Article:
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Arkansas Catholic
Litlte Rock, Arkansas
March 1, 1930     Arkansas Catholic
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March 1, 1930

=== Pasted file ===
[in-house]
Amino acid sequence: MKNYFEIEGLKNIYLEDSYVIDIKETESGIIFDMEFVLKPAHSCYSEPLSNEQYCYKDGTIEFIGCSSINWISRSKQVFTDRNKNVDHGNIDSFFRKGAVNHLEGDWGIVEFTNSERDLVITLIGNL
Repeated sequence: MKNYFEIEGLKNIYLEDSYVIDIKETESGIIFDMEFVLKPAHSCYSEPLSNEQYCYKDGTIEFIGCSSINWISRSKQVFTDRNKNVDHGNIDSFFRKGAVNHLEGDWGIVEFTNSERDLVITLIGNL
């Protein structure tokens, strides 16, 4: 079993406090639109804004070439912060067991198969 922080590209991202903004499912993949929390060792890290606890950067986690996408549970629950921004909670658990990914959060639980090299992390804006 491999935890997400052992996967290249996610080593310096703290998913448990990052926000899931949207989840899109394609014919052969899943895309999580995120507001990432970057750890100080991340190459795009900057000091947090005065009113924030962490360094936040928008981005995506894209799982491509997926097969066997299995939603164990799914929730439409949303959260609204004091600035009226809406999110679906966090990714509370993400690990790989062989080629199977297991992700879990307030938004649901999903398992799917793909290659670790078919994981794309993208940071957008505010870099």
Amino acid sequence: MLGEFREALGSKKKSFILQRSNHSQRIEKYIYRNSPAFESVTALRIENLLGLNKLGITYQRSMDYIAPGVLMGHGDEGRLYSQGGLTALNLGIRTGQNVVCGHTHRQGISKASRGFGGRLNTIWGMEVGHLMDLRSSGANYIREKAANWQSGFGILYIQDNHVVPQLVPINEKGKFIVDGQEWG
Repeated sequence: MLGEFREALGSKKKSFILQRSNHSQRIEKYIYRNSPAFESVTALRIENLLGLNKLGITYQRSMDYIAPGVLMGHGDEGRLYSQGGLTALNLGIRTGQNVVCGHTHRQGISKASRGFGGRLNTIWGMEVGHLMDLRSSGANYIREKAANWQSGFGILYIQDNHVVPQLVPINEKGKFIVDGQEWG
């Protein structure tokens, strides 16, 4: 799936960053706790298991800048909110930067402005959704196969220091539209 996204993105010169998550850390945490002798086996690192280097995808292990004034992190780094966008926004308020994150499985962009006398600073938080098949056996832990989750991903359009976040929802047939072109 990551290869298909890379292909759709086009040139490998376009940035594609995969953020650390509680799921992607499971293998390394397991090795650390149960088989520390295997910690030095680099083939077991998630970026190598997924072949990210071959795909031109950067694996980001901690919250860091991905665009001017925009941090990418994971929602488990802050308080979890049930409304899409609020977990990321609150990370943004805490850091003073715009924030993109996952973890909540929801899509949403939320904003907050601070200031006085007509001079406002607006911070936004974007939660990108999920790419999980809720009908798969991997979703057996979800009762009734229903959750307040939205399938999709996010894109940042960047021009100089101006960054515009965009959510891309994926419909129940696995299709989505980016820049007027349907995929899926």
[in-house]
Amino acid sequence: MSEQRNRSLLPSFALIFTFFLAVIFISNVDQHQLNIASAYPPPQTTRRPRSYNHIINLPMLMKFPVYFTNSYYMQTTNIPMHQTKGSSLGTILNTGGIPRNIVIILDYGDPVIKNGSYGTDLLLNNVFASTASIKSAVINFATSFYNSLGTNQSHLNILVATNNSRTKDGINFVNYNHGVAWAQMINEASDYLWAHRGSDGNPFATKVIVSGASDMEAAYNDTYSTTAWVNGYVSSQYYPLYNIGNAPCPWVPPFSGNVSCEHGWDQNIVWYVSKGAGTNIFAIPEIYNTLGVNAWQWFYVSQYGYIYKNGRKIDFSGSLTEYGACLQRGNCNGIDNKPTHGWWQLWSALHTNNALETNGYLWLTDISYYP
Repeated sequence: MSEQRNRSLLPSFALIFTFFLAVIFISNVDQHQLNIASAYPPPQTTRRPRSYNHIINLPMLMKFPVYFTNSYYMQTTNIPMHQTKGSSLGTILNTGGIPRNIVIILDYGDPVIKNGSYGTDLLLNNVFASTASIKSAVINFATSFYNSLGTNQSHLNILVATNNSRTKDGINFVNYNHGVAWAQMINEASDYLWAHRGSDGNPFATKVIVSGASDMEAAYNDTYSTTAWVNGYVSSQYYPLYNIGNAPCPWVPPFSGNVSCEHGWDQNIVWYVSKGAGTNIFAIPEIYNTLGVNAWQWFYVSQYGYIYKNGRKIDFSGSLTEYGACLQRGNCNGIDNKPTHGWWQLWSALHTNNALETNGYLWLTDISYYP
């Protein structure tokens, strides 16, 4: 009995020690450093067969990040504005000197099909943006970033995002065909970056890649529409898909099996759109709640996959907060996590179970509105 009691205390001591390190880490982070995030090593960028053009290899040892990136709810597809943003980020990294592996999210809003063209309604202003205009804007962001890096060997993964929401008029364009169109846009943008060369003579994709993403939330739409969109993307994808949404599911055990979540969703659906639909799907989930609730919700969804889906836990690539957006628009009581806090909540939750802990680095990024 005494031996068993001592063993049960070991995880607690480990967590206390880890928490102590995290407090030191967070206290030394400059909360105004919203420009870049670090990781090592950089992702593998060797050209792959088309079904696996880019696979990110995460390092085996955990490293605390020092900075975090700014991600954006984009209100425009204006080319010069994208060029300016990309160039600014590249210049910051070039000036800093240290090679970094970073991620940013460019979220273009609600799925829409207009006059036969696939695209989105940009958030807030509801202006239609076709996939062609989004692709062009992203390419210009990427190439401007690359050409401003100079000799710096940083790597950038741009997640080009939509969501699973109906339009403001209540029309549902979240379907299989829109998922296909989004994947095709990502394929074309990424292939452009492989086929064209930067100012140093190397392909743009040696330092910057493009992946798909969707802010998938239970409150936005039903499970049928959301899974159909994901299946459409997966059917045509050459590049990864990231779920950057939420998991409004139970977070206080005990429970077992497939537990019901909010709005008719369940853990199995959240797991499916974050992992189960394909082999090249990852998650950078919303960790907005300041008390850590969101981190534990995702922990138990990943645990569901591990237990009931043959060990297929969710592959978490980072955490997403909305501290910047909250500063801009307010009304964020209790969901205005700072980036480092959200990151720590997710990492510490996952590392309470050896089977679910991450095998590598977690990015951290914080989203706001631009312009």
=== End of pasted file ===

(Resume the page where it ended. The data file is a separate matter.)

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PAGE TWO THE GUARDIAN, MARCH 1, 1930 Published Weekly THE CATHOLIC PUBLICATION SOCIETY of the Diocese of Little Rock 307 ~ WEST SECOND STREET Entered as second-class matter March 21. 1911, at the postoffice At Little Rock. Ark., under the Act of Congress of March 8, 1879, SUBSCRIPTION PRICE, $2.00 THE YEAR CHANGE OF ADDRESS When a change of address is desired the subscriber should give both the old and the new address. CORRESPONDENCE Matter intended for publication in The Guardian should reach us sot later than-Wednesday morning. Brief news correspondence is Mways welcome. The kindness of the clergy in this matter is cer- tainly appreciated. RT. REV. MSGR. J. P. FISHER ............................. B'asiness Manager All communications should be addressed to, The Guardian, 3073/2 West Second Street. Little Rock, Ark. OFFICIAL ORGAN The Guardian is the official organ of the Diocese of Little Rock, ad I pray God that it may be an carnes~ champion of the cause of right, justice and truth and an ardent defender of the religion which #a all love so well. I extend to it my blessing with the sincere hope ~t its career may be long and prosperous. JNO. B. MORRIS, Bishop of Little Rock. cr~~, 16 MARCH 1, 1930 REGULATIONS FOR LENT In the Diocese of Little Rock. I. Every day of Lent except Sunday is a fast day. IL Abstinence from flesh meat is to be ob- served on Ash Wednesday, the ember days and the morning of Holy Saturday, and all Wednes- days and Fridays of Lent. Both fast and abstin- ence cease at noon on Holy Saturday. III. All persons over seven years of age are bour d to observe the laws of abstinence from flesh meat. IV. All those that have completed their twenty-first and not yet entered their sixtieth year are obliged to fast. unless excused by feeble health, hard work or other valid reasons. V. Those that are obliged to fast may take only one full meal a day, about midday. They are allowed to take in the morning a cup of coffee, tea or chocolate, with a little bread, and in the evening a collation at which butter, cheese, milk and eggs are allowed. VI. Those that cannot conveniently take the full meal at noon. may invert the order, taking the full meal in the evening and the collation in the morning or at noon. VII. Those that are obliged to fast are al- lowed to eat meat only once a day, at the full meal, on days when meat is allowed, but those excused from fasting may eat at all the meals on those days. VIII. It is no longer forbidden to eat flesh meat and fish at the same meal. IX. It is permitted on days of abstinence to use lard or fat of any animal in the preparation of food. X. Soldiers and sailors in active service, and their families staying with them, are dispensed from the law of abstinence, except on Ash Wednesday, Good Friday, forenoon of Holy Sat- urday, and the Vigil of Christmas. XI. By virtue of an Indult working people and their families are allowed the use of flesh meat on all days of the year except on Fridays, Ash-Wednesday, the forenoon of Holy Safer.- day, and the Vigil of Christmas. The time for performing the Easter Duty com- mences with the first Sunday in Lent and ex- tends to Trinity Sunday, both inclusive. JOHN BAPTIST, Bishop of Little Rock. N. B.---Pastors will read and explain these regulations on Quinquagesima Sunday at all lhe Masses. O' THE NEW PAGANISM. Modern Humanism AnAncient Movement With New Label---How History Proved Its Fatal Defects. (Continued from last week.) The'FailUre of Humanism. A lesson is written clearly across Gentile his- ory for those who would read it: Humanists by their owl knowledge are unable to arrive at a knoWledge even of all natural truths easily and with great certainty, much less the revealed .knowledge of God. The Jews, on the other hand, after the time of Moses were destined to show forth that man by his own herman power cannot save himself, subdue himself and make himself a perfect "Do not look For any end moreover to this curse Ere some god appear to accept thy pangs On his own head vicarious." I And Lo answer the yearnings of Humanist hearts, there appeared from out the heavens. Christ, the Son of God, the "Power and the Wis- dom of God"--the Power the Jews were seek- ing, and the knowledge the Gentiles were crav- ing. Our modern Humanists who ask us to reject the Superhuman Christ. either because Eternal Life is not necessary (Mr. Babbitt) or because faith in Him is reducible to "imagination" (Mr. More), are asking us to fly into the face of forty centuries of experimentation. They would have us relive the world-experiment which ended in the Incarnation and believe that man should try once more to carry on with the sufficiency of ISome One loved who not worth lay- US we are rag. We have too many systems today, and that is why the hearts of men have grown cold. Sys- tems are too abstract. "Decorum," "Common Decency" and the like do well on paper, but un- less "Decorum," "Love," "Charity," become in- carnate, man will never respond. Systems of love mean nothing, but make that love appear in a person and it means something. So, too, let "Decorum," "Restraint," "Sacrifice," appear in the person of God Incarnate and men will re- spond. That is why Mr. Chesterton, in speak- ing of the response to the person of Christ in Catholicism, could so aptly say: "There are three hundred million people in the world who accept the mysteries that I accept and live by the faith I hold. I really want to know whether it is anticipated that there will be three hun- dred million Humanists in humanity." human knowledge without faith and the suffi-I There is a difference between the Church and ciency of human power without grace, and act I Humanism. the Church appears to a person; as if the God becoming man means nothing to Humanists to a philosophy. The Church says man. To ask us to do this is to commit'theIHumanism consists in reflecting in our own lives typ!cal sin of Occidental Civilization. the sin oflthe eternal image of the person of Christ; Hu- pride. I manists say Humanism consists in reflecting in The Oriental world fell into the excess of be- lieving that God does everything and man does nothing; that is, Oriental Mysticism and Quiet- ism. Our Occidental world has fallen into the other excess of believing that man does every- thing and God does nothing--this is Humanism. The true position is the mean ; Man can do some- thing with the help of God's sustaining grace. The Oriental world needs to learn from Paul: "I can do all things in Him Who strengtheneth me," and the Occidental Humanists need to learn the words of otir Blessed Lord Himself: "Without Me you can do nothing." The Inhumanism of Humanlem. This brings us to the second criticism'of Hu- manism: it is too inhuman; it places too great a burden on poor human nature: human nature in virtue of an immortal soul has something in- finite about it: it has infinite aspirations and craving for Truth. Beauty, Love and Iife. it re- fuses to be pacified by the pleasures o time and space, ever anxious, as it were, to "swing the world a trinket at one's wrist," and mount on to the "hid battlements of Eternity," where there is nothing but the Infinite Perfection of the Life of God. To ask man to satisfy this passive capacity for the infinite by an appeal to the finite; to drink the waters of time to slake the thirst for eternity; to feed on corruptible food to satisfy the hunger for the Bread oJ Everlasting Life, and to rest in the human when one craves for God, is to hamper human nature in all that makes it human. T, his is not human, though one does call it Humanism. It is a strange paradox, but a true one, nev- ertheless, that man only becomes most human when he becomes most divine, because he has been destined from all eternity to be conform- able to the image of the Son of God. Any form of Humanism, therefore, which denies the ne- cessity of grace, and attempts to perfect man without it, is asking man to grow without an environment in which to grow. To remain on the level of the purely human, and to hold up the ideal of "decorum" is to permit man to ex- pand horizontally, in the direction of the hu- man, but not vertically, in the direction of the Divine. Humanism allows for the spreading out of man on the plane'of nature, but not his being lifted 'up on the plane of grace, and ele- vation is far more important tha expansion. Deny the Order of Grace, the realm of rise Fatherhood of God, and what environment has humanity to grow in except oor weak human- ity like himself. Plants live thanks to, an en- vironment outside themselves, an envircmmem with which their structure is in harmony. Since the soul is spiritual, man needs the environment not only of humanity, which belongs to .the realm of .his body, but the environment of spirit, which belongs to his soul, and it is only by en- tering into harmony with that ,great e viron- meet that be attains the end of his creation. That is why Humanism without the Sunerhu- man is not Humanism but Naturalism. Man by nature is not an idol but an idolater, and to our lives the abstractions of Oriental mysticism or Stoic Philosophy. Doesn't Go Far Enough. Humanism, then, is good as far as it goes, but it does not go far enough. It forgets that life is not only a push from below, but also a gift from above, and that man in his noble hu- manistic strivings has been met half way on the upward road by the Person of Christ, Who came to earth to take not merely the hand of man, but his very nature, divinize it. lift it up into intimacy with God so as to call God "Father" and make it the source and pattern of a contin- ued Incarnation, in which we would become better men because other Christs. This is the true Humanism in which we call on another "Brother" because we have leai'ned to call God "Father." because He has a "Son." No! Man cannot save himself if it was God who first saved him. But if God has saved him, than what will man be for whom God became man ? To think this out is to think out the death of Humanism. -0 - THE NEW PAGANISM. I The Error" Club, Its Rules and Its First Three Officers---Those Who Should Know Better But Don't "New" Ideas. By Rev. Fultdn Sheen, Ph.D., S. T. D. Error of the Month Club. As I run through the current periodicals every month searching for revelatibns of sound think- ing', I am struck by one astounding fact the unbuttoned erroneousness of men who should be above error. In fact, errors seem to be mul- tiplying today like the plagues of Egypt. being impossible to touch upon them all in sep- arate articles, it has seemed well to organize the Error of the Month Club, the purpose of which would be to include those who are guilty of the most egregious errors of the month. The following are the conditions of member- ship in this club: First, the error must be made by someone who should know better, but apparently does not. The Club will, therefore, include only those men who are otherwise intelligent and should be familiar with the subject matter they treat, but with which actually they are very unfamiliar. Second, in no case will membership be ex- tended to any writer because of the number of errors he commits, but only on account of the grossness of any one error. This is to exclude tIi se who, in the hope of becoming members of this club, multiply errors even unto infinity. Third, no'honorary members will be admi ed to the club, for it is dishonorable to belong to any club that commits errors. Fourth, the aim and purpose of this club to disband as rapidly as possible, in order that truth crushed to earth may rise again. Fifth, the Club will have a President, Vice- President and Secretary-Treasurer each month. a more truthful statement than the one he1 in the February number of the North Review, that "only in the thirteenth auricular confession became a law 0 Church." Very frankly Dr. Cutten. with the of history he naturally possesses as a of a great university, should know this. His authority for his statement is] ably Martin Kemnetiu, a friend of Me then, who, in his exarniiaation of the the Council of Trent, said that fession began at the time of the Fourth Council. Without appealing to any historian on that point, Dr. Cutten shoU tainly be familiar with the testimony temporary of Dr. Kemnetius, Dr. said that his friend "had forgotten that 0 erable patriarch and doctor, the great recognized and avowed himself that the of the confessional was very ancient. sionis usum quidem vetustissimum esse mur) ." History's Evidence. As Dr. Cutten cannot be ignorant of ler's testimony, neither can we expect unfamiliar with the testimony anterior Council of the Lateran and of the earl of the Church. Certainly Dr. Cutten versity president must be familiar of Alcuin, contemporary of Charlema was addressed to the monks of the of St. Martin on the very subject of confession (tome II, Opp.); nor can familiar with the decision of the Kent held in England in the year stated substantially the same thing as ell of the Lateran (Labbe t. VIII, col. can he be ignorant of the proclam berth, the Bishop of York (Ann. XXIV), that his faithful confess their priest at least three times a year. still further, he must know that text Chrysostom wherein he speaks of {he people who have to confess their sins to the representatives of God (Homil. 33 in J and the text of St. Fulgentius wherein that he confessed himself to a priest as God (In Sacrament S. Greg.): and Origen in the third cenulry who states even in the time when public still in use, one began with auricular (Horn. II, in Levit.) ; and the remar rise of Tertullian in the second century, "Penitence." in which he speaks of c( as having been instituted by our Himself, and in which he expressly people may hide their sins from the whom they confess but they cannot sins from God. Certainly, this is fession. It is not necessary to multiply otht which are at the disposal of anyone read history, and even though all silent concerning auricular confession, Dr. Cutten know that it is implied in words of our Divine Lord Himself: sins you shall forgive, they are forgive and whose sins you shall retain, they ed." How could anyone know what to what to loose, what to forgive forgive, what to absolve from and tain, unless he knew the sins. And one know sins unless they were he xd? not this imply auricular confession? It is, therefore, our prayerful wish Cutten will familiarize himself with testimony of the centuries and will the presidency of the Error of the for in all frankness we hate to see such g ar holding that place. Dr. Reiland's Claim to Off . The Vice President of the Error of the Club is the Reverend Karl Reila d, same issue of the North Amexiican (which, incidentally, has the Error of the Month Club), did not found a church or estab,Rsh a and that no ecclesiastical form of claim divine origin," but dates only fourth or fifth century. It is the latter part of this turn him back upon himself is to condemn him to selfishness which is death. A Fatal Defect. Humanism denying the absolute necessity of Christ ,suffers from the fatal defect of all such denials: It asks man to worship a system, and that, too, is inhuman. Humanism as a philo- man. They received knowledge in the form sophical system is flattering indeed to the intel- of the Ten Commandments, a gift which was lectual elite, but offers little consolation to the denied to the Gentile world.- It remained, man without a job or a heart burdened with sin therefore, for them to prove the other sad lea- Not everyone c tn be cultured: There were sire- The President will be the one who committed which we are at present concerned, 1' the greatest error. The Vice-President will be ,permits us only to touch upon it briefl the one who has made the second greatest error,[ tinguished churchman, Dr. Reiland and the Secretary-Treasurer the one whose er- ror stands third in the line of egregiousness. No officer will be permitted to hold his position longer than one month, because of the rivalry for the offices themselves. The First Selections. cannot be ignorant of the episcopal were drawn up in Rome, Antioch, and Jerusalem. In each instance the these particular cities were traced or another of the Apostles. Iraneus the Roman list, tracing the succe,, The PreSident for this month is Dr. George Roman Pontiff from Eleutherius, then Barton Cutten, president of Colgate University; (175-189), back to Peter (Contra. son that by their own power they could not save ple shepherds as well as wise men at the crib themselves. Forty centuries of humanistic experiment passed and humanity learned the lesson of the insufficiency of human knowledge and human power. Help was needed: Humanism was not enough. Cries multiplied to God, not only on the part of the Jews, who asked for the Heavens to bud down a Saviour, but also on the part of the Greeks, who in their great tragedies pleaded for a Redeemer in the words of Aeschylus :, the Vice-President is the Reverend Karl Reil- 3). Eusebiuagives the Antiochian list ............ , - - and, D D, Rector of St George's Episcopal Peter was head there in the year 42 oI t nrlst, ano no Will eny nao a place . . there Love of the best is an easv idealto fol- Church, New York City, and the Secretary- lEg ome (H. E. III, XXXVI, 2). [low when those whom we love are the best Treasurer is Mr. Charles Hall Perry, who char-tgives also the Alexandrian list, tracing but it means little when we are face to face wiih acterizes himself as a "New Englander by birth,]to Mark (H. E. II, x VI), and the Juda ................ I breedin and 1o alt " ltian list of Jerusalem tracing it back to [nose wflO, Irom rne fluntan poin ox view, areI g Y Y' . not worth loving, such as the broken human The dubious honor of being president of this[ (H. E. IV, v. V. XII). The most cursory* l earthenware of our big city streets who carry]club falls to the learned and distinguished Dr [of tl e texts here indicated would co: [sandwich signs to inform ti e rich of new lax iCutten, who in virtue of his training, his knowl-lhonest man that the episcopacy goes Juries. There is only one reason for loving thos;[edge of history and his grasp of educational and[ther than the fourth or fifth century. [who are not worth loving, and that is because [rdligious problems should be fitted for makingl (Continued next week.)